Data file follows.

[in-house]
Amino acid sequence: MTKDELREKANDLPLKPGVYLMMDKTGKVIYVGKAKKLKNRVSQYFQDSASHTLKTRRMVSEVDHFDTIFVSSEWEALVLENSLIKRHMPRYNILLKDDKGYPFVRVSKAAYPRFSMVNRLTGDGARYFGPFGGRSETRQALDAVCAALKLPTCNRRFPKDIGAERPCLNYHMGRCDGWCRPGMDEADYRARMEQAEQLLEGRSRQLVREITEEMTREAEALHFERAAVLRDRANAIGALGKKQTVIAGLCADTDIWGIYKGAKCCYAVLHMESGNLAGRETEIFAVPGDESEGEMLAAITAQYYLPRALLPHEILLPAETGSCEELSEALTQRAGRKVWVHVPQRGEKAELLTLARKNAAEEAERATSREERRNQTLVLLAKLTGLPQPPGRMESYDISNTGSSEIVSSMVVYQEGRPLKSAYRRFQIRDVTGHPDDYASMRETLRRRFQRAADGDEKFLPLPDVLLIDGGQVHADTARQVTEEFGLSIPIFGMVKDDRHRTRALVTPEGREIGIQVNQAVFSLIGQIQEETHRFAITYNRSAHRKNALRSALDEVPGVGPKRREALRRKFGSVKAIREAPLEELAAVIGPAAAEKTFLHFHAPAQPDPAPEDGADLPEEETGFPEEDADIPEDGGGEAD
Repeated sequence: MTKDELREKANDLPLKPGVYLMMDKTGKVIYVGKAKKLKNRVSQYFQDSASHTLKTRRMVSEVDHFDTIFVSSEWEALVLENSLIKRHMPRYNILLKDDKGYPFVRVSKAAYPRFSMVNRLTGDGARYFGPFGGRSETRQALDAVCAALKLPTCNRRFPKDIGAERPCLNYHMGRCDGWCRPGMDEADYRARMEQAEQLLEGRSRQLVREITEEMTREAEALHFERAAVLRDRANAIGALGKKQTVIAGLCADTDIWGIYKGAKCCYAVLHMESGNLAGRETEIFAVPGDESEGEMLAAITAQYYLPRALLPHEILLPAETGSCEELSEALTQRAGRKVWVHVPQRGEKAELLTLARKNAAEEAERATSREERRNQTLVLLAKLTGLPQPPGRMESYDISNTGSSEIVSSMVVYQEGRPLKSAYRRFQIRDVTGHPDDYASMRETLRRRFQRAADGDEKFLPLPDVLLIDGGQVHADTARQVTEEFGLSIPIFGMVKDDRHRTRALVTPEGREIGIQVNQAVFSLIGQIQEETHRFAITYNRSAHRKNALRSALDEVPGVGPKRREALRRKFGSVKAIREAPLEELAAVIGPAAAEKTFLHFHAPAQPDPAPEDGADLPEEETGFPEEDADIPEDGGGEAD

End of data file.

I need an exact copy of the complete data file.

[in-house]
Amino acid sequence: MTKDELREKANDLPLKPGVYLMMDKTGKVIYVGKAKKLKNRVSQYFQDSASHTLKTRRMVSEVDHFDTIFVSSEWEALVLENSLIKRHMPRYNILLKDDKGYPFVRVSKAAYPRFSMVNRLTGDGARYFGPFGGRSETRQALDAVCAALKLPTCNRRFPKDIGAERPCLNYHMGRCDGWCRPGMDEADYRARMEQAEQLLEGRSRQLVREITEEMTREAEALHFERAAVLRDRANAIGALGKKQTVIAGLCADTDIWGIYKGAKCCYAVLHMESGNLAGRETEIFAVPGDESEGEMLAAITAQYYLPRALLPHEILLPAETGSCEELSEALTQRAGRKVWVHVPQRGEKAELLTLARKNAAEEAERATSREERRNQTLVLLAKLTGLPQPPGRMESYDISNTGSSEIVSSMVVYQEGRPLKSAYRRFQIRDVTGHPDDYASMRETLRRRFQRAADGDEKFLPLPDVLLIDGGQVHADTARQVTEEFGLSIPIFGMVKDDRHRTRALVTPEGREIGIQVNQAVFSLIGQIQEETHRFAITYNRSAHRKNALRSALDEVPGVGPKRREALRRKFGSVKAIREAPLEELAAVIGPAAAEKTFLHFHAPAQPDPAPEDGADLPEEETGFPEEDADIPEDGGGEAD
Repeated sequence: MTKDELREKANDLPLKPGVYLMMDKTGKVIYVGKAKKLKNRVSQYFQDSASHTLKTRRMVSEVDHFDTIFVSSEWEALVLENSLIKRHMPRYNILLKDDKGYPFVRVSKAAYPRFSMVNRLTGDGARYFGPFGGRSETRQALDAVCAALKLPTCNRRFPKDIGAERPCLNYHMGRCDGWCRPGMDEADYRARMEQAEQLLEGRSRQLVREITEEMTREAEALHFERAAVLRDRANAIGALGKKQTVIAGLCADTDIWGIYKGAKCCYAVLHMESGNLAGRETEIFAVPGDESEGEMLAAITAQYYLPRALLPHEILLPAETGSCEELSEALTQRAGRKVWVHVPQRGEKAELLTLARKNAAEEAERATSREERRNQTLVLLAKLTGLPQPPGRMESYDISNTGSSEIVSSMVVYQEGRPLKSAYRRFQIRDVTGHPDDYASMRETLRRRFQRAADGDEKFLPLPDVLLIDGGQVHADTARQVTEEFGLSIPIFGMVKDDRHRTRALVTPEGREIGIQVNQAVFSLIGQIQEETHRFAITYNRSAHRKNALRSALDEVPGVGPKRREALRRKFGSVKAIREAPLEELAAVIGPAAAEKTFLHFHAPAQPDPAPEDGADLPEEETGFPEEDADIPEDGGGEAD